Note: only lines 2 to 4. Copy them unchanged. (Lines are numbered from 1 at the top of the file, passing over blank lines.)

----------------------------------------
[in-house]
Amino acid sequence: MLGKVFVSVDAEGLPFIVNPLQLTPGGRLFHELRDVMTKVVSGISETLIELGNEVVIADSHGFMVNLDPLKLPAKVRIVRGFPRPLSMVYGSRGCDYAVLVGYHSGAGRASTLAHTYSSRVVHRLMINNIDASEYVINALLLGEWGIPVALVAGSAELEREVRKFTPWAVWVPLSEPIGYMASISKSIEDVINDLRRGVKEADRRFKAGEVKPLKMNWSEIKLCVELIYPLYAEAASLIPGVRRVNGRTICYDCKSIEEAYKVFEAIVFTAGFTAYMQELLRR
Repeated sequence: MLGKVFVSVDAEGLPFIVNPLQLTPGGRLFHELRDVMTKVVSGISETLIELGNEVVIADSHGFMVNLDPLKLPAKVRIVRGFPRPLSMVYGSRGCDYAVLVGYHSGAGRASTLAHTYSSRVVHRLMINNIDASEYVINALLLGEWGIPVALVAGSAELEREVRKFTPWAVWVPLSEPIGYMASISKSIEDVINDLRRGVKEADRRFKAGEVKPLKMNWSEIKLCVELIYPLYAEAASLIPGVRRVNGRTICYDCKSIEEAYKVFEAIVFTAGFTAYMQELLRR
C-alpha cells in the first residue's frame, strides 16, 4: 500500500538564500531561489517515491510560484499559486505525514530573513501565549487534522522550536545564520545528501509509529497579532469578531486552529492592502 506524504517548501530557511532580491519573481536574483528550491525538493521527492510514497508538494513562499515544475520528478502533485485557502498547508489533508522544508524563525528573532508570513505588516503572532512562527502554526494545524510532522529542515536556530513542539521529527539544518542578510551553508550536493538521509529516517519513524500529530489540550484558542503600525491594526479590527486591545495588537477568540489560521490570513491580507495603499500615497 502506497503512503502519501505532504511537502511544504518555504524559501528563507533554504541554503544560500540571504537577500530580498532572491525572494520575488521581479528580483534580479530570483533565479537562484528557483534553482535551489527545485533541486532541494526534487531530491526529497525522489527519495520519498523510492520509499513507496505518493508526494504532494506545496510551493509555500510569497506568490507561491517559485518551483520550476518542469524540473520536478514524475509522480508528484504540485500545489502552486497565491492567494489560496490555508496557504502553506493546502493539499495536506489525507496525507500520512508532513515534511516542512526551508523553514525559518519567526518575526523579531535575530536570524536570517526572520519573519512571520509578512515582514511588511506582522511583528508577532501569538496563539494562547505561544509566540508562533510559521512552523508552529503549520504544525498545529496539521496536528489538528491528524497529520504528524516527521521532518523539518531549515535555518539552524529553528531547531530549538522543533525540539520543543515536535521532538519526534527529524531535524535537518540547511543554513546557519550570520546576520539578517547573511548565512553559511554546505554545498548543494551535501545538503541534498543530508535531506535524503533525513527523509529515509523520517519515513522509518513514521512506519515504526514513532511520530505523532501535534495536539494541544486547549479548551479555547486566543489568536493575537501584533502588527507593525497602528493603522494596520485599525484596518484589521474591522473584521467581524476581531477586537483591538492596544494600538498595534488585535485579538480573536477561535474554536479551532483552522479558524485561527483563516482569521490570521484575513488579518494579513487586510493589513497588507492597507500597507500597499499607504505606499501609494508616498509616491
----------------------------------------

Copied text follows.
Amino acid sequence: MLGKVFVSVDAEGLPFIVNPLQLTPGGRLFHELRDVMTKVVSGISETLIELGNEVVIADSHGFMVNLDPLKLPAKVRIVRGFPRPLSMVYGSRGCDYAVLVGYHSGAGRASTLAHTYSSRVVHRLMINNIDASEYVINALLLGEWGIPVALVAGSAELEREVRKFTPWAVWVPLSEPIGYMASISKSIEDVINDLRRGVKEADRRFKAGEVKPLKMNWSEIKLCVELIYPLYAEAASLIPGVRRVNGRTICYDCKSIEEAYKVFEAIVFTAGFTAYMQELLRR
Repeated sequence: MLGKVFVSVDAEGLPFIVNPLQLTPGGRLFHELRDVMTKVVSGISETLIELGNEVVIADSHGFMVNLDPLKLPAKVRIVRGFPRPLSMVYGSRGCDYAVLVGYHSGAGRASTLAHTYSSRVVHRLMINNIDASEYVINALLLGEWGIPVALVAGSAELEREVRKFTPWAVWVPLSEPIGYMASISKSIEDVINDLRRGVKEADRRFKAGEVKPLKMNWSEIKLCVELIYPLYAEAASLIPGVRRVNGRTICYDCKSIEEAYKVFEAIVFTAGFTAYMQELLRR
C-alpha cells in the first residue's frame, strides 16, 4: 500500500538564500531561489517515491510560484499559486505525514530573513501565549487534522522550536545564520545528501509509529497579532469578531486552529492592502 506524504517548501530557511532580491519573481536574483528550491525538493521527492510514497508538494513562499515544475520528478502533485485557502498547508489533508522544508524563525528573532508570513505588516503572532512562527502554526494545524510532522529542515536556530513542539521529527539544518542578510551553508550536493538521509529516517519513524500529530489540550484558542503600525491594526479590527486591545495588537477568540489560521490570513491580507495603499500615497 502506497503512503502519501505532504511537502511544504518555504524559501528563507533554504541554503544560500540571504537577500530580498532572491525572494520575488521581479528580483534580479530570483533565479537562484528557483534553482535551489527545485533541486532541494526534487531530491526529497525522489527519495520519498523510492520509499513507496505518493508526494504532494506545496510551493509555500510569497506568490507561491517559485518551483520550476518542469524540473520536478514524475509522480508528484504540485500545489502552486497565491492567494489560496490555508496557504502553506493546502493539499495536506489525507496525507500520512508532513515534511516542512526551508523553514525559518519567526518575526523579531535575530536570524536570517526572520519573519512571520509578512515582514511588511506582522511583528508577532501569538496563539494562547505561544509566540508562533510559521512552523508552529503549520504544525498545529496539521496536528489538528491528524497529520504528524516527521521532518523539518531549515535555518539552524529553528531547531530549538522543533525540539520543543515536535521532538519526534527529524531535524535537518540547511543554513546557519550570520546576520539578517547573511548565512553559511554546505554545498548543494551535501545538503541534498543530508535531506535524503533525513527523509529515509523520517519515513522509518513514521512506519515504526514513532511520530505523532501535534495536539494541544486547549479548551479555547486566543489568536493575537501584533502588527507593525497602528493603522494596520485599525484596518484589521474591522473584521467581524476581531477586537483591538492596544494600538498595534488585535485579538480573536477561535474554536479551532483552522479558524485561527483563516482569521490570521484575513488579518494579513487586510493589513497588507492597507500597507500597499499607504505606499501609494508616498509616491